When I left my first job at the age of 23, I had a couple hundred bucks in a 401(k). I just cashed it out and the guy that does my taxes chewed me out big time next year. I realized later it wasn’t the amount of money that was a concern, it was setting up the bad habit that would hurt me later down the road. After that, I’ve always rolled my 401(k) into my next employers plan.

  3. anna Says:
    November 23rd, 2011 at 12:56 pm

    JLP, I am frankly astonished that you would support legislative mandates about retirement accounts. Yes – *doing* the things, personally, that he suggests (ie, rolling over retirement accounts, upping percentages to 10-15%) are all great choices, but government required?

  4. JLP Says:
    November 23rd, 2011 at 1:20 pm

    Anna,

    What would you rather have: rules that require people to roll over their 401(K)s into retirement plans or let them do whatever they want and then have to deal with them when they retire with nothing and become people (VOCAL PEOPLE, mind you) dependent on social security?

  5. anna Says:
    November 23rd, 2011 at 2:26 pm

    I think that given the singular choices (and this is a false binary), of mandated 401k donation + rollover, versus SS, I would honestly rather take SS. 401K are somewhat gimmicky, and also basically dependent on having an employer to set them up! What about self-employed people? They currently pay into SS (at a higher rate out of pocket than corporately employed people). Do self-employed people have to set up a solo 401k? Do the people who opt out of auto-enrollment have no recourse in the same situation now? Are people not allowed to opt-out? How does this then end up different, basically, than SS? The primary differences , as I see them are : maintenance by financial institutions rather than the SSA, and choice of funds. Now – those are pretty legitimate differences, agreed, but what I’ve largely read (and please forgive me for painting you with this brush, possibly unfairly), but the main idea of those opposed to SS is that earned money should be *left in the hands of the person who earned it*. Required enrollment + rollover in a 401k is not different in fundamental principle, just in execution. Anyway – that is why I was surprised that you would advocate such a thing :) Unless you are just looking at it as the lesser of two evils, but your initial post didn’t include that level of detail.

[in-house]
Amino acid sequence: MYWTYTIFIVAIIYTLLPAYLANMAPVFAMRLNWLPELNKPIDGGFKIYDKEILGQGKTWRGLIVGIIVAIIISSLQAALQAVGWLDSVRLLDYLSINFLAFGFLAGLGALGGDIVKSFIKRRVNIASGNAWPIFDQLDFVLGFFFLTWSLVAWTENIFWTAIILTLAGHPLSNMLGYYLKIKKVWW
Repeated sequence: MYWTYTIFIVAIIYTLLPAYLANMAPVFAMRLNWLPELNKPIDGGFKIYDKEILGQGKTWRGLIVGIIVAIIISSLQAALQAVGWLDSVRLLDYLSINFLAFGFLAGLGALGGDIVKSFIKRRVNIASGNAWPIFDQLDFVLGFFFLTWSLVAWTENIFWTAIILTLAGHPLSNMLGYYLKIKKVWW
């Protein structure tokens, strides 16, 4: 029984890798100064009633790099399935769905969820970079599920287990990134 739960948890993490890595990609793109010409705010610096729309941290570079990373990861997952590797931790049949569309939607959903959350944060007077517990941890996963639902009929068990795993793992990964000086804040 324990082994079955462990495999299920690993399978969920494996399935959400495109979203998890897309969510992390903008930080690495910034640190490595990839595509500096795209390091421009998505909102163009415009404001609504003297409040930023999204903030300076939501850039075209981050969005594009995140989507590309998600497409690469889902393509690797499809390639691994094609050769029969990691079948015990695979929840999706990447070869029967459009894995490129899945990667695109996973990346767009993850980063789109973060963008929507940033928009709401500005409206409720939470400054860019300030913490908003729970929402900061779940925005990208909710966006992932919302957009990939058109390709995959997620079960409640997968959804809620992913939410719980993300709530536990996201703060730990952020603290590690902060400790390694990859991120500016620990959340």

6. BG Says:
    November 23rd, 2011 at 6:47 pm

    The father of 401ks, doesn’t like that people can control their own money. Good thing the ‘father’ isn’t in charge.

  7. Jack Says:
    November 25th, 2011 at 10:16 am

    I’m with Jon. If we just go to a consumption tax, the government would have no business in our business.

  8. Grace Says:
    November 27th, 2011 at 2:48 pm